High Tide

By Laura Edwards

July 4 is next week, and unlike so many years of my childhood, we’ll spend the holiday at home in Charlotte. We used to celebrate Independence Day in the waterfront park of Southport, NC. Every year, we packed a huge picnic and spread our blankets in the grass and stuffed our bellies and stretched out on our backs to watch fireworks in every color of the rainbow light up the black sky over the Cape Fear River. Then, we piled in our car, exhausted but happy, and drove back to our beach house on Oak Island.

We haven’t seen the Southport fireworks in more than 15 years. In that time, my grandparents had to sell the beach house. Marriages ended. Kids went away to college, graduated and got jobs. Weddings happened. We learned that my little sister has Batten disease. My grandmother, an angel on earth and the matriarch of our family, went to heaven this past Christmas Day.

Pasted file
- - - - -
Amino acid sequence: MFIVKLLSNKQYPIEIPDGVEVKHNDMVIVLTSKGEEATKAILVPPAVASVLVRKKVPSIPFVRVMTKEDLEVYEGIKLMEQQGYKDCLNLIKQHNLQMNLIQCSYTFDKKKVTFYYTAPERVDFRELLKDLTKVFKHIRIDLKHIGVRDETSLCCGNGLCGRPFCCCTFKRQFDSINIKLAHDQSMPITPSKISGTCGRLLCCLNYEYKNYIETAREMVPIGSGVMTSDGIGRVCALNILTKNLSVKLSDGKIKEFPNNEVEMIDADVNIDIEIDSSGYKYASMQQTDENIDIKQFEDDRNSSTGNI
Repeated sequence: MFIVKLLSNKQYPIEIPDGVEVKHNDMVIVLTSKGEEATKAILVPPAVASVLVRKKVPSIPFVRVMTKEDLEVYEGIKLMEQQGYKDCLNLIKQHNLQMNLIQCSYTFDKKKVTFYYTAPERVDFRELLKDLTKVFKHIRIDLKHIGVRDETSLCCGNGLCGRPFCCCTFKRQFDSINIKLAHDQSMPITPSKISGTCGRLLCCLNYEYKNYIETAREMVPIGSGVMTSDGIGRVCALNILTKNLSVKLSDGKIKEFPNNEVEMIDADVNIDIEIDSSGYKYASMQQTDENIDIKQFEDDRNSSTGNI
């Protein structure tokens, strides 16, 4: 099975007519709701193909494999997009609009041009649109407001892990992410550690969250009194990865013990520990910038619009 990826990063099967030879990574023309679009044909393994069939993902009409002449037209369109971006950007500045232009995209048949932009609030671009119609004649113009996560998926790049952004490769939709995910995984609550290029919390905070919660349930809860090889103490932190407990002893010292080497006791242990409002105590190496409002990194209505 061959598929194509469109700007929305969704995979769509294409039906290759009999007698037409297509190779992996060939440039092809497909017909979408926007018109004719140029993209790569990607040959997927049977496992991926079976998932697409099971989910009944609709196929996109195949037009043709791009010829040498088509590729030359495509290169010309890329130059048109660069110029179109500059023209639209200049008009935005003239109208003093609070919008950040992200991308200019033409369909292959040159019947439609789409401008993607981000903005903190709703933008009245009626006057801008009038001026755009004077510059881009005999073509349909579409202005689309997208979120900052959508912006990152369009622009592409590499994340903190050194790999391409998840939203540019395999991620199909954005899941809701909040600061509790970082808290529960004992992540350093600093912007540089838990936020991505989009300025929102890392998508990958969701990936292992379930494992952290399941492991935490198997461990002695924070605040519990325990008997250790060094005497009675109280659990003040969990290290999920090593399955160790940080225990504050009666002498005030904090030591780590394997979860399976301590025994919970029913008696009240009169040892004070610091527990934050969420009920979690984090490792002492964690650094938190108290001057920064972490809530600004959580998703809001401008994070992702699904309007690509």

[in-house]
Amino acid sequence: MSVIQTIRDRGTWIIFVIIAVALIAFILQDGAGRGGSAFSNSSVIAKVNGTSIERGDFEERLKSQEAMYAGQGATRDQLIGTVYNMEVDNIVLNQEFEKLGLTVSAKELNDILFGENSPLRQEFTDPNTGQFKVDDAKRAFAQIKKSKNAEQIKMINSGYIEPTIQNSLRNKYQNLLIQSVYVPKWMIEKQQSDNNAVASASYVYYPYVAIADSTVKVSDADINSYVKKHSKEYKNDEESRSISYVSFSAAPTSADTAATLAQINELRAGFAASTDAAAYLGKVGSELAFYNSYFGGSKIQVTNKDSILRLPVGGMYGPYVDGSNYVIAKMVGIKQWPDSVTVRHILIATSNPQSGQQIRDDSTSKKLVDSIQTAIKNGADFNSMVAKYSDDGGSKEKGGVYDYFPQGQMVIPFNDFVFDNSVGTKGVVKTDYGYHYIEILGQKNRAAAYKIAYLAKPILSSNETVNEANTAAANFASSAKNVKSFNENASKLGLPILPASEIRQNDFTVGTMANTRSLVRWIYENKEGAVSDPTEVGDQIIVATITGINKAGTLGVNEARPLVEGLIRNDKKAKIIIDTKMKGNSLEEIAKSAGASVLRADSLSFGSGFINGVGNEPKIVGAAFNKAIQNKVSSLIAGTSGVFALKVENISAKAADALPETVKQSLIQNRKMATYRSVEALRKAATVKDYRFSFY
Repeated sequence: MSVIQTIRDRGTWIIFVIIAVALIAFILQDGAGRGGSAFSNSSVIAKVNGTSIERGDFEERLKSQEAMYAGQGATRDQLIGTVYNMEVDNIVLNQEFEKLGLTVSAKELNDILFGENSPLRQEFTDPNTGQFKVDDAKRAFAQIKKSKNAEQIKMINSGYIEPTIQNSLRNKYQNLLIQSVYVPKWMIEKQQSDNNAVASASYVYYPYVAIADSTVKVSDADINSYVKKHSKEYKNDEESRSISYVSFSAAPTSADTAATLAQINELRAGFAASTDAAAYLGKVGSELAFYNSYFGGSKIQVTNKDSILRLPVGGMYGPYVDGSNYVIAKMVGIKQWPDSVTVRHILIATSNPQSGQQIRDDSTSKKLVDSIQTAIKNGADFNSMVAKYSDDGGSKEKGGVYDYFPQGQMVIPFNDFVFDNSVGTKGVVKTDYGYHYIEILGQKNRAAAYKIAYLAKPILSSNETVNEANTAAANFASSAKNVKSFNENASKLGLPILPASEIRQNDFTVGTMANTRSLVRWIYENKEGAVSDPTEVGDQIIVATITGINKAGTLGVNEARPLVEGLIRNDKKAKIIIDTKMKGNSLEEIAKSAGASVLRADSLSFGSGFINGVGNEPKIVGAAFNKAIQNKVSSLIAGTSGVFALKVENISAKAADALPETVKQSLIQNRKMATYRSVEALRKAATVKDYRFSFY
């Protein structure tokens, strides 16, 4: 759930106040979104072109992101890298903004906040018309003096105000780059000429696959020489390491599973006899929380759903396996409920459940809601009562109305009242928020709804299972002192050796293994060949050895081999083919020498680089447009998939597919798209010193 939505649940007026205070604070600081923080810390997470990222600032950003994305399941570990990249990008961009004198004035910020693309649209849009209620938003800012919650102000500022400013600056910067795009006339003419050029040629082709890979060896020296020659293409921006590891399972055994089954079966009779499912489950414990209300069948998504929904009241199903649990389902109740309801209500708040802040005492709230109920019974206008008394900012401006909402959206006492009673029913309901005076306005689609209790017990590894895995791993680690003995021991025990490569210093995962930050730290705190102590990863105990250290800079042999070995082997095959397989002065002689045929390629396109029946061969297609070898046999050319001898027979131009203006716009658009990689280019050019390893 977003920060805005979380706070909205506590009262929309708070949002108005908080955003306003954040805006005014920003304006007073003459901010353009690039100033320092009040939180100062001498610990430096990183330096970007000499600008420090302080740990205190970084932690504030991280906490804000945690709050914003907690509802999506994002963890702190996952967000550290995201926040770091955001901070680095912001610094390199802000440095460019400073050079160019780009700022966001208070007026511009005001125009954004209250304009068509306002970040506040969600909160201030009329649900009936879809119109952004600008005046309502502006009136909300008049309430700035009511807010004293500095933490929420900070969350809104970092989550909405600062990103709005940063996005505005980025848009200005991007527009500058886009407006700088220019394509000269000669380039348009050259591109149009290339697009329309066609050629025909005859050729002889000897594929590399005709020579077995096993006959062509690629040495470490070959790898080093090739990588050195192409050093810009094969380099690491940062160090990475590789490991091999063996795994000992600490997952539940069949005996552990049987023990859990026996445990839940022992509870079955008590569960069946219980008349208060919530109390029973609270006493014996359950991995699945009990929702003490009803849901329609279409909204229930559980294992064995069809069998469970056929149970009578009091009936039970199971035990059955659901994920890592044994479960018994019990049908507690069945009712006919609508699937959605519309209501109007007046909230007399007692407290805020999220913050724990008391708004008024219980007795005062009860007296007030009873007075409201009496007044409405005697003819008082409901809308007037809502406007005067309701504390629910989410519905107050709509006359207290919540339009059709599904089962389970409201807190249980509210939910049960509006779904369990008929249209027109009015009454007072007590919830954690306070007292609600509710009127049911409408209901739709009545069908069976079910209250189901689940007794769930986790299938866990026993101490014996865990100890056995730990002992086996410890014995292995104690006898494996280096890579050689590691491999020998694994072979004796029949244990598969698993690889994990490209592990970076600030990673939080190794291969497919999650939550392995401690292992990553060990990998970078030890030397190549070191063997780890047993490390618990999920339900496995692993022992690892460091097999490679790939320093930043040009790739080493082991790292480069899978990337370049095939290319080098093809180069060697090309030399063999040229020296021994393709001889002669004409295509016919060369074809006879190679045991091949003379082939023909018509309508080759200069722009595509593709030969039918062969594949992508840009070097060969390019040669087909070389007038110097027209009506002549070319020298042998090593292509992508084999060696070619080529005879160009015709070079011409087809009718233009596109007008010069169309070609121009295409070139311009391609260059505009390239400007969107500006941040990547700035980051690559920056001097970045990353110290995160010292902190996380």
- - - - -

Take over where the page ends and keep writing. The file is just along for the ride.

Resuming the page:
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Five or six years after my grandparents built the beach house, the town started to have problems with erosion on the beach. My grandmother once told me that the problem stems from the fact that Oak Island meets the Atlantic Ocean at an odd angle. The cabana at Long Beach just up the street from our house washed away, so the town rebuilt it. If we wanted to take a walk on the beach, we had to time it just right, or else our walk could turn into a swim.

And yet, that sandy finger of land on the coast of North Carolina always held magic for us, even as the forces of nature exerted their will. We loved the new cabana just as much as the old one. We missed having a wide beach, great for long walks and sand dollar hunts and dreaming, but we just pulled our chairs right up to the dunes where the waves couldn’t get us, dug our feet into the thick sand and drank up the sun.

But life is not a beach, and Batten disease is not the ocean.

Will these waves of change keep pounding away until we have nothing left but our memories?

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